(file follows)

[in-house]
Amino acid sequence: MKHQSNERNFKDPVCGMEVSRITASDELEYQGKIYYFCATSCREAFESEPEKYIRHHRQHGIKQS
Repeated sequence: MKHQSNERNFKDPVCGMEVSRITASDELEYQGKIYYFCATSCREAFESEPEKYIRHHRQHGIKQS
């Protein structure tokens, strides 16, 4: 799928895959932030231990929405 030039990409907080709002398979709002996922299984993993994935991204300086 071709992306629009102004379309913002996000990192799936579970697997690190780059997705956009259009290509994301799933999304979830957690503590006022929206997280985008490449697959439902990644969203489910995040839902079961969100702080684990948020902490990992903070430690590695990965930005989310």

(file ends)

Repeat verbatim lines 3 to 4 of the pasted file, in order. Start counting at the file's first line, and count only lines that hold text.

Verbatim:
Repeated sequence: MKHQSNERNFKDPVCGMEVSRITASDELEYQGKIYYFCATSCREAFESEPEKYIRHHRQHGIKQS
């Protein structure tokens, strides 16, 4: 799928895959932030231990929405 030039990409907080709002398979709002996922299984993993994935991204300086 071709992306629009102004379309913002996000990192799936579970697997690190780059997705956009259009290509994301799933999304979830957690503590006022929206997280985008490449697959439902990644969203489910995040839902079961969100702080684990948020902490990992903070430690590695990965930005989310």